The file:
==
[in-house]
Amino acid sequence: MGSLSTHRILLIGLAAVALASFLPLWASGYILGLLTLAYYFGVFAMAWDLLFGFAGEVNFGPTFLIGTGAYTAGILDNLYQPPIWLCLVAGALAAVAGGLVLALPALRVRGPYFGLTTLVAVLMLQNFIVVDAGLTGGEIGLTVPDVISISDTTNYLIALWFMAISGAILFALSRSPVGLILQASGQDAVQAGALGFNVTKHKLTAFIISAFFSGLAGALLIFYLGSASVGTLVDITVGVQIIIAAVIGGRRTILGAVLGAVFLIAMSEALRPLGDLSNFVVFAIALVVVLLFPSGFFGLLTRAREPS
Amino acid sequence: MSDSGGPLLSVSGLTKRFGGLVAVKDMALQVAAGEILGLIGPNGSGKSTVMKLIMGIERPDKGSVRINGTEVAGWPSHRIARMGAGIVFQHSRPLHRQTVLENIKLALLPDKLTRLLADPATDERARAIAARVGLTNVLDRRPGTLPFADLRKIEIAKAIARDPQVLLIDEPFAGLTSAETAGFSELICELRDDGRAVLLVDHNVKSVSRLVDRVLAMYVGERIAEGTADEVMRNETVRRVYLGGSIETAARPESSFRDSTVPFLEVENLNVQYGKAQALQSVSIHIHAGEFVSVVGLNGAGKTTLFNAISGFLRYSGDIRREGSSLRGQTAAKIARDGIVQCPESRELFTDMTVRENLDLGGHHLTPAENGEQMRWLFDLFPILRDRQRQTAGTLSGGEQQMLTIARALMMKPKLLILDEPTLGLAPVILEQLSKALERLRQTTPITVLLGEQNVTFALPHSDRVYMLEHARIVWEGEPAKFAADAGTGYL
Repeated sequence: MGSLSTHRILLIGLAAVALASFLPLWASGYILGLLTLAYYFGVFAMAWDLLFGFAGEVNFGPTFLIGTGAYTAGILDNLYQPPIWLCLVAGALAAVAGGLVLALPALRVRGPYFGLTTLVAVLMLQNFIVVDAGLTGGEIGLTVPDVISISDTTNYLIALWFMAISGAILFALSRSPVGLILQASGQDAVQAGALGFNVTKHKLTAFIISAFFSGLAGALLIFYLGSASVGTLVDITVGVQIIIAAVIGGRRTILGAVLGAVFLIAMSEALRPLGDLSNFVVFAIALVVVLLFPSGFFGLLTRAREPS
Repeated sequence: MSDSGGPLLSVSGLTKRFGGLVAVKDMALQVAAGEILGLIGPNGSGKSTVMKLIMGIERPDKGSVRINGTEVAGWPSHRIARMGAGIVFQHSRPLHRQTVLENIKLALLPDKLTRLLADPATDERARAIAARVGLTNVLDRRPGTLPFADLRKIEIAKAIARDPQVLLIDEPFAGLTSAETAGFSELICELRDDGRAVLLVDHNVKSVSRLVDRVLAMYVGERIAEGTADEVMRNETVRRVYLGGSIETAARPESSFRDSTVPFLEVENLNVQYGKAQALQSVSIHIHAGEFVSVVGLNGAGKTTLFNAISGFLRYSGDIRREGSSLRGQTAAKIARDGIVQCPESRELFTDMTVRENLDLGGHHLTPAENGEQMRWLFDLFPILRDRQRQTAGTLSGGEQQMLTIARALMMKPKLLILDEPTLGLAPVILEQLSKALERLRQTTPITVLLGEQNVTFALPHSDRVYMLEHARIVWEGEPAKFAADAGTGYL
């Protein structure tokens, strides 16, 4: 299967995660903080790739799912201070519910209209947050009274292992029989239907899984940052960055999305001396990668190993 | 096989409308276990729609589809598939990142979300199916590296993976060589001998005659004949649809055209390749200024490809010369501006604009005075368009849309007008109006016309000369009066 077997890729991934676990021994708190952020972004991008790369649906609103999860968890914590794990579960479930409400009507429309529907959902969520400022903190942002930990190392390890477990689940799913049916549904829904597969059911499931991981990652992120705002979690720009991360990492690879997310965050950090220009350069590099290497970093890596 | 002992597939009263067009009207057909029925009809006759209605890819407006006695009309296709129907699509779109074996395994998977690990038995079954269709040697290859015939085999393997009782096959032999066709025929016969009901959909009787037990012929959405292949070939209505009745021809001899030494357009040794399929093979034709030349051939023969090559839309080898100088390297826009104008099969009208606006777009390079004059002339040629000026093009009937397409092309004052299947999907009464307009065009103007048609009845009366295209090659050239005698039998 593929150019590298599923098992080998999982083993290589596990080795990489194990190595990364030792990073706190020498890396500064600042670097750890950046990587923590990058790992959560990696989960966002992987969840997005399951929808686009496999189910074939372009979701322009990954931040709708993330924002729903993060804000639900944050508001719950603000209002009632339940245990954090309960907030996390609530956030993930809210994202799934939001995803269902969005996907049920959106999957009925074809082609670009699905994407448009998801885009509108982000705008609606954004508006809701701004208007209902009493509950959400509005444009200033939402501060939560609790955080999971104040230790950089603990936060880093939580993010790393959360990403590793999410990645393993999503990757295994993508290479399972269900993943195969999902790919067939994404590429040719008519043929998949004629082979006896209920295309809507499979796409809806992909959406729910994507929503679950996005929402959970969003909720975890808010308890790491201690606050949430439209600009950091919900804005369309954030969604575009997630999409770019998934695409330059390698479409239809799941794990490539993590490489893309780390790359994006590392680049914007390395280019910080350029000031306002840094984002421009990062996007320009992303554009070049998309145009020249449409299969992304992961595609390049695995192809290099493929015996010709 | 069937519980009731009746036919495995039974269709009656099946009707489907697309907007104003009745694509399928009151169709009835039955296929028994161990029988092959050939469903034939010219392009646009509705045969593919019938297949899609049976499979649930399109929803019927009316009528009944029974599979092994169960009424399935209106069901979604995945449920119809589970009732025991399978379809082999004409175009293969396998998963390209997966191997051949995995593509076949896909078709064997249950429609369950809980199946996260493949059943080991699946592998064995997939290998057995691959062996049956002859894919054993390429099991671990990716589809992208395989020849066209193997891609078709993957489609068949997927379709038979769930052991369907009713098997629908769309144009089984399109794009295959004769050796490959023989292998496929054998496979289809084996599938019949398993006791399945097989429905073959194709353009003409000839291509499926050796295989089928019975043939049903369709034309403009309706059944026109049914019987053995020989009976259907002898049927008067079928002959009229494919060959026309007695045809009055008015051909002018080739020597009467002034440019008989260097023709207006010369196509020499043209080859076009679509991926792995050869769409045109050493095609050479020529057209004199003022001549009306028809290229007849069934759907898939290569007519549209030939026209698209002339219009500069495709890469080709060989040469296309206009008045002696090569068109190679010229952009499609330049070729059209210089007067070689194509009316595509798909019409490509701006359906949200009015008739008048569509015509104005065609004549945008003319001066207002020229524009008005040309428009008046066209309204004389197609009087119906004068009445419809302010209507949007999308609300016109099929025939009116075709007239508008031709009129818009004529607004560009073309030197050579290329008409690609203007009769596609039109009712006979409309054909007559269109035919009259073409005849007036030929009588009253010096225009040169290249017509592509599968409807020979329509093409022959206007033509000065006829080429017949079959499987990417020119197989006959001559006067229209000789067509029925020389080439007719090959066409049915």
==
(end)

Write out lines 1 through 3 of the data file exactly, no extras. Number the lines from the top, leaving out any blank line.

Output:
[in-house]
Amino acid sequence: MGSLSTHRILLIGLAAVALASFLPLWASGYILGLLTLAYYFGVFAMAWDLLFGFAGEVNFGPTFLIGTGAYTAGILDNLYQPPIWLCLVAGALAAVAGGLVLALPALRVRGPYFGLTTLVAVLMLQNFIVVDAGLTGGEIGLTVPDVISISDTTNYLIALWFMAISGAILFALSRSPVGLILQASGQDAVQAGALGFNVTKHKLTAFIISAFFSGLAGALLIFYLGSASVGTLVDITVGVQIIIAAVIGGRRTILGAVLGAVFLIAMSEALRPLGDLSNFVVFAIALVVVLLFPSGFFGLLTRAREPS
Amino acid sequence: MSDSGGPLLSVSGLTKRFGGLVAVKDMALQVAAGEILGLIGPNGSGKSTVMKLIMGIERPDKGSVRINGTEVAGWPSHRIARMGAGIVFQHSRPLHRQTVLENIKLALLPDKLTRLLADPATDERARAIAARVGLTNVLDRRPGTLPFADLRKIEIAKAIARDPQVLLIDEPFAGLTSAETAGFSELICELRDDGRAVLLVDHNVKSVSRLVDRVLAMYVGERIAEGTADEVMRNETVRRVYLGGSIETAARPESSFRDSTVPFLEVENLNVQYGKAQALQSVSIHIHAGEFVSVVGLNGAGKTTLFNAISGFLRYSGDIRREGSSLRGQTAAKIARDGIVQCPESRELFTDMTVRENLDLGGHHLTPAENGEQMRWLFDLFPILRDRQRQTAGTLSGGEQQMLTIARALMMKPKLLILDEPTLGLAPVILEQLSKALERLRQTTPITVLLGEQNVTFALPHSDRVYMLEHARIVWEGEPAKFAADAGTGYL